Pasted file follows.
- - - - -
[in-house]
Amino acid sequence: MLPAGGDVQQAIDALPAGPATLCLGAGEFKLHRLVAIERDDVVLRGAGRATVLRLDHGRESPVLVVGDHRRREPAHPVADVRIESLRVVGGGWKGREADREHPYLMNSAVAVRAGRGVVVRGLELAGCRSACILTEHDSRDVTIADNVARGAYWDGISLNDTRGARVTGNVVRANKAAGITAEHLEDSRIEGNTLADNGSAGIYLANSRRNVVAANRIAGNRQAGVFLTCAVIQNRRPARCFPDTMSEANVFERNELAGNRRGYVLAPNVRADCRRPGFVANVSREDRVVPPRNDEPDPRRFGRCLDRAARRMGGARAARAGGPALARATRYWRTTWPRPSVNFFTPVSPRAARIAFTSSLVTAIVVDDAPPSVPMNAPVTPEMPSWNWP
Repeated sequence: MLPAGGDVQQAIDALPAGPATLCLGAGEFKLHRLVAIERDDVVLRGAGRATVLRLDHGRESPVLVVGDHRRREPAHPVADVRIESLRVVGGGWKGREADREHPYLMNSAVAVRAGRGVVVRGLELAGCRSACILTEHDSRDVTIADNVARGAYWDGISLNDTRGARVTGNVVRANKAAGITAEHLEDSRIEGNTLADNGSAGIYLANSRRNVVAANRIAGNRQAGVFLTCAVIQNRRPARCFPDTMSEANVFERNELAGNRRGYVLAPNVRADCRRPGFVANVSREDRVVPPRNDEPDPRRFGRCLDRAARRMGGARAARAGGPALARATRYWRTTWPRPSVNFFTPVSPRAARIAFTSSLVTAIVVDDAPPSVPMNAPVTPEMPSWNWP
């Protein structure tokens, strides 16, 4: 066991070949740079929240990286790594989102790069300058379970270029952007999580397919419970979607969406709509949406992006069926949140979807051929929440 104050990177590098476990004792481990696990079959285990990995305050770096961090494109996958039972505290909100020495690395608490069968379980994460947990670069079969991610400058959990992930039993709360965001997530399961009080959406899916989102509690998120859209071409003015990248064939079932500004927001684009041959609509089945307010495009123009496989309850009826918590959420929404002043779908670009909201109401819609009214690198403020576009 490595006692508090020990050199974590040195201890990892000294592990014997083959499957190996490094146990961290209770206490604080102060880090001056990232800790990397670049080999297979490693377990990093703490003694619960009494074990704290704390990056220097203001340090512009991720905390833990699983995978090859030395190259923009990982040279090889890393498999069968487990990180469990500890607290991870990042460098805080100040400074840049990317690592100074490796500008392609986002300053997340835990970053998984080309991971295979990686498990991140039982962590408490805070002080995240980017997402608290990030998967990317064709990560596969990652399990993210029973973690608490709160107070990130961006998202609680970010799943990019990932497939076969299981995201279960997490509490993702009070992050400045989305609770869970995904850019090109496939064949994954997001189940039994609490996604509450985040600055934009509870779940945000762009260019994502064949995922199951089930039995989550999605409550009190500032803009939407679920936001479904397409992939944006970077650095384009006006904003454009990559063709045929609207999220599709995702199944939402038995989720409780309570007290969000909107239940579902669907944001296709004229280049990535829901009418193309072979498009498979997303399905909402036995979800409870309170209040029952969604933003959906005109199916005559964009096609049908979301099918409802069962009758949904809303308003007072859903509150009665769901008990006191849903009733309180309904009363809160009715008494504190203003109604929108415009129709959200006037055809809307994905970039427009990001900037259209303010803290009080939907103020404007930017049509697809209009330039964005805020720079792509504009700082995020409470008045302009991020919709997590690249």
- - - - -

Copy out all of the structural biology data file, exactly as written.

[in-house]
Amino acid sequence: MLPAGGDVQQAIDALPAGPATLCLGAGEFKLHRLVAIERDDVVLRGAGRATVLRLDHGRESPVLVVGDHRRREPAHPVADVRIESLRVVGGGWKGREADREHPYLMNSAVAVRAGRGVVVRGLELAGCRSACILTEHDSRDVTIADNVARGAYWDGISLNDTRGARVTGNVVRANKAAGITAEHLEDSRIEGNTLADNGSAGIYLANSRRNVVAANRIAGNRQAGVFLTCAVIQNRRPARCFPDTMSEANVFERNELAGNRRGYVLAPNVRADCRRPGFVANVSREDRVVPPRNDEPDPRRFGRCLDRAARRMGGARAARAGGPALARATRYWRTTWPRPSVNFFTPVSPRAARIAFTSSLVTAIVVDDAPPSVPMNAPVTPEMPSWNWP
Repeated sequence: MLPAGGDVQQAIDALPAGPATLCLGAGEFKLHRLVAIERDDVVLRGAGRATVLRLDHGRESPVLVVGDHRRREPAHPVADVRIESLRVVGGGWKGREADREHPYLMNSAVAVRAGRGVVVRGLELAGCRSACILTEHDSRDVTIADNVARGAYWDGISLNDTRGARVTGNVVRANKAAGITAEHLEDSRIEGNTLADNGSAGIYLANSRRNVVAANRIAGNRQAGVFLTCAVIQNRRPARCFPDTMSEANVFERNELAGNRRGYVLAPNVRADCRRPGFVANVSREDRVVPPRNDEPDPRRFGRCLDRAARRMGGARAARAGGPALARATRYWRTTWPRPSVNFFTPVSPRAARIAFTSSLVTAIVVDDAPPSVPMNAPVTPEMPSWNWP
């Protein structure tokens, strides 16, 4: 066991070949740079929240990286790594989102790069300058379970270029952007999580397919419970979607969406709509949406992006069926949140979807051929929440 104050990177590098476990004792481990696990079959285990990995305050770096961090494109996958039972505290909100020495690395608490069968379980994460947990670069079969991610400058959990992930039993709360965001997530399961009080959406899916989102509690998120859209071409003015990248064939079932500004927001684009041959609509089945307010495009123009496989309850009826918590959420929404002043779908670009909201109401819609009214690198403020576009 490595006692508090020990050199974590040195201890990892000294592990014997083959499957190996490094146990961290209770206490604080102060880090001056990232800790990397670049080999297979490693377990990093703490003694619960009494074990704290704390990056220097203001340090512009991720905390833990699983995978090859030395190259923009990982040279090889890393498999069968487990990180469990500890607290991870990042460098805080100040400074840049990317690592100074490796500008392609986002300053997340835990970053998984080309991971295979990686498990991140039982962590408490805070002080995240980017997402608290990030998967990317064709990560596969990652399990993210029973973690608490709160107070990130961006998202609680970010799943990019990932497939076969299981995201279960997490509490993702009070992050400045989305609770869970995904850019090109496939064949994954997001189940039994609490996604509450985040600055934009509870779940945000762009260019994502064949995922199951089930039995989550999605409550009190500032803009939407679920936001479904397409992939944006970077650095384009006006904003454009990559063709045929609207999220599709995702199944939402038995989720409780309570007290969000909107239940579902669907944001296709004229280049990535829901009418193309072979498009498979997303399905909402036995979800409870309170209040029952969604933003959906005109199916005559964009096609049908979301099918409802069962009758949904809303308003007072859903509150009665769901008990006191849903009733309180309904009363809160009715008494504190203003109604929108415009129709959200006037055809809307994905970039427009990001900037259209303010803290009080939907103020404007930017049509697809209009330039964005805020720079792509504009700082995020409470008045302009991020919709997590690249």